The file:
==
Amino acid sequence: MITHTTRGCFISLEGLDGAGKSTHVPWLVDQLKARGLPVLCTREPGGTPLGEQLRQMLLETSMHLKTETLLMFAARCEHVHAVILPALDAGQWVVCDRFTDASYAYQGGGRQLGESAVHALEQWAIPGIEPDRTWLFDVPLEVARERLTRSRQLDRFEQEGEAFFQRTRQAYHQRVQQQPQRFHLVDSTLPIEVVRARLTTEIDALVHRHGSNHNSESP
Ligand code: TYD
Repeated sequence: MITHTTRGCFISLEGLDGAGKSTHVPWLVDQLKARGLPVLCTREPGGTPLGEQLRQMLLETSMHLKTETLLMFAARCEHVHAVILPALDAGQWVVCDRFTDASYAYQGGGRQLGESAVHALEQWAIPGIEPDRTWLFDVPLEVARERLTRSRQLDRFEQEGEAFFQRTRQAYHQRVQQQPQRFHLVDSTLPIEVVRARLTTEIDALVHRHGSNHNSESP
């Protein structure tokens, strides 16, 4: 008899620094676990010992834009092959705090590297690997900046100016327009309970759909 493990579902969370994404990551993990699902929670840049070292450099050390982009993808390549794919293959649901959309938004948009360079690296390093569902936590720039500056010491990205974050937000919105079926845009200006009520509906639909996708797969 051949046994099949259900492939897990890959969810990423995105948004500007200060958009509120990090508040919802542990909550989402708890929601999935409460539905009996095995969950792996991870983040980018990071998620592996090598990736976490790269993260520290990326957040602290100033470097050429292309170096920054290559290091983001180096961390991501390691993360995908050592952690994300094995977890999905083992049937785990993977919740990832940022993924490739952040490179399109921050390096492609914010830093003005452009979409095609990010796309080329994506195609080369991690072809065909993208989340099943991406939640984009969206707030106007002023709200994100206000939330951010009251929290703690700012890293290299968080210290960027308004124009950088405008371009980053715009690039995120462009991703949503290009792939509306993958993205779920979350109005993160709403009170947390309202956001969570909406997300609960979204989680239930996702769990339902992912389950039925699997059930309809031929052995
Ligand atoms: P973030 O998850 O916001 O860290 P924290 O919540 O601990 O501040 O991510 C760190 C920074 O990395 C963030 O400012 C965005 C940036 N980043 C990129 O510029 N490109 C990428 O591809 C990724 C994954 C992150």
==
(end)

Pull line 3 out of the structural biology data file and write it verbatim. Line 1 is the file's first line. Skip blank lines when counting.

Repeated sequence: MITHTTRGCFISLEGLDGAGKSTHVPWLVDQLKARGLPVLCTREPGGTPLGEQLRQMLLETSMHLKTETLLMFAARCEHVHAVILPALDAGQWVVCDRFTDASYAYQGGGRQLGESAVHALEQWAIPGIEPDRTWLFDVPLEVARERLTRSRQLDRFEQEGEAFFQRTRQAYHQRVQQQPQRFHLVDSTLPIEVVRARLTTEIDALVHRHGSNHNSESP